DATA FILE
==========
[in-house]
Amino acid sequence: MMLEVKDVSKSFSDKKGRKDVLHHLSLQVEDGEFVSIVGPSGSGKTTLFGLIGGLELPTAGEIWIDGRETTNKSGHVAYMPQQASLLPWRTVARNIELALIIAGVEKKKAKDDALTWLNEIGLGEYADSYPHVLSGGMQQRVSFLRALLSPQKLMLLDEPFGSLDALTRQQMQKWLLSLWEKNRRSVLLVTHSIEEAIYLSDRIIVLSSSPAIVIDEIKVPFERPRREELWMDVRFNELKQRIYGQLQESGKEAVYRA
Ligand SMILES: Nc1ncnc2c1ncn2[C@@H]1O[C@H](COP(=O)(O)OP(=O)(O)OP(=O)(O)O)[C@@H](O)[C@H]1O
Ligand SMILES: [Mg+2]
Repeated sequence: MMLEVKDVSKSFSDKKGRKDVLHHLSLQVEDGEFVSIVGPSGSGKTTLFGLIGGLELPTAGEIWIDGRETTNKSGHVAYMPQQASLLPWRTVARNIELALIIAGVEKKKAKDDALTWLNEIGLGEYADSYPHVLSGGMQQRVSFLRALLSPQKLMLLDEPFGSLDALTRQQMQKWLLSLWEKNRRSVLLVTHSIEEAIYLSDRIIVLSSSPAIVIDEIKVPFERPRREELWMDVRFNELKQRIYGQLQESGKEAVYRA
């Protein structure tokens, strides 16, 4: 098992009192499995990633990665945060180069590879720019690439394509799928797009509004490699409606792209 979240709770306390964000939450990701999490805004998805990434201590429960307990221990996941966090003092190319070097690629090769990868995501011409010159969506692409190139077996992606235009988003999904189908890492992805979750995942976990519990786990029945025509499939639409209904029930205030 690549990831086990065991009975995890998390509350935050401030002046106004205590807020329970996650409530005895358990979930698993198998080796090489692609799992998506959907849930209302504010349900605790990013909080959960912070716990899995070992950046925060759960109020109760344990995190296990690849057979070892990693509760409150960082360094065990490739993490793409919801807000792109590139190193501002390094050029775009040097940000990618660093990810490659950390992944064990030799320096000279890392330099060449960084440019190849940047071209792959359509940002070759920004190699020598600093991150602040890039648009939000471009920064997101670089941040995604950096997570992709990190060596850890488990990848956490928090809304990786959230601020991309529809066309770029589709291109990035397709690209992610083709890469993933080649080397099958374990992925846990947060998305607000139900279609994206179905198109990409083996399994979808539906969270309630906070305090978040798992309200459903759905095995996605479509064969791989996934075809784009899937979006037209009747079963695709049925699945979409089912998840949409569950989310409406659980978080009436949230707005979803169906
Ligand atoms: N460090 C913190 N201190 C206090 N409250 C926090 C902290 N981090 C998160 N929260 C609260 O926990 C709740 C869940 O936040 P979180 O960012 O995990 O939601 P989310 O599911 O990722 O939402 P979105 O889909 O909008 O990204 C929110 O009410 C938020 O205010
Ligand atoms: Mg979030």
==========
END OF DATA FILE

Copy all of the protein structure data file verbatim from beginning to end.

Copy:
[in-house]
Amino acid sequence: MMLEVKDVSKSFSDKKGRKDVLHHLSLQVEDGEFVSIVGPSGSGKTTLFGLIGGLELPTAGEIWIDGRETTNKSGHVAYMPQQASLLPWRTVARNIELALIIAGVEKKKAKDDALTWLNEIGLGEYADSYPHVLSGGMQQRVSFLRALLSPQKLMLLDEPFGSLDALTRQQMQKWLLSLWEKNRRSVLLVTHSIEEAIYLSDRIIVLSSSPAIVIDEIKVPFERPRREELWMDVRFNELKQRIYGQLQESGKEAVYRA
Ligand SMILES: Nc1ncnc2c1ncn2[C@@H]1O[C@H](COP(=O)(O)OP(=O)(O)OP(=O)(O)O)[C@@H](O)[C@H]1O
Ligand SMILES: [Mg+2]
Repeated sequence: MMLEVKDVSKSFSDKKGRKDVLHHLSLQVEDGEFVSIVGPSGSGKTTLFGLIGGLELPTAGEIWIDGRETTNKSGHVAYMPQQASLLPWRTVARNIELALIIAGVEKKKAKDDALTWLNEIGLGEYADSYPHVLSGGMQQRVSFLRALLSPQKLMLLDEPFGSLDALTRQQMQKWLLSLWEKNRRSVLLVTHSIEEAIYLSDRIIVLSSSPAIVIDEIKVPFERPRREELWMDVRFNELKQRIYGQLQESGKEAVYRA
């Protein structure tokens, strides 16, 4: 098992009192499995990633990665945060180069590879720019690439394509799928797009509004490699409606792209 979240709770306390964000939450990701999490805004998805990434201590429960307990221990996941966090003092190319070097690629090769990868995501011409010159969506692409190139077996992606235009988003999904189908890492992805979750995942976990519990786990029945025509499939639409209904029930205030 690549990831086990065991009975995890998390509350935050401030002046106004205590807020329970996650409530005895358990979930698993198998080796090489692609799992998506959907849930209302504010349900605790990013909080959960912070716990899995070992950046925060759960109020109760344990995190296990690849057979070892990693509760409150960082360094065990490739993490793409919801807000792109590139190193501002390094050029775009040097940000990618660093990810490659950390992944064990030799320096000279890392330099060449960084440019190849940047071209792959359509940002070759920004190699020598600093991150602040890039648009939000471009920064997101670089941040995604950096997570992709990190060596850890488990990848956490928090809304990786959230601020991309529809066309770029589709291109990035397709690209992610083709890469993933080649080397099958374990992925846990947060998305607000139900279609994206179905198109990409083996399994979808539906969270309630906070305090978040798992309200459903759905095995996605479509064969791989996934075809784009899937979006037209009747079963695709049925699945979409089912998840949409569950989310409406659980978080009436949230707005979803169906
Ligand atoms: N460090 C913190 N201190 C206090 N409250 C926090 C902290 N981090 C998160 N929260 C609260 O926990 C709740 C869940 O936040 P979180 O960012 O995990 O939601 P989310 O599911 O990722 O939402 P979105 O889909 O909008 O990204 C929110 O009410 C938020 O205010
Ligand atoms: Mg979030």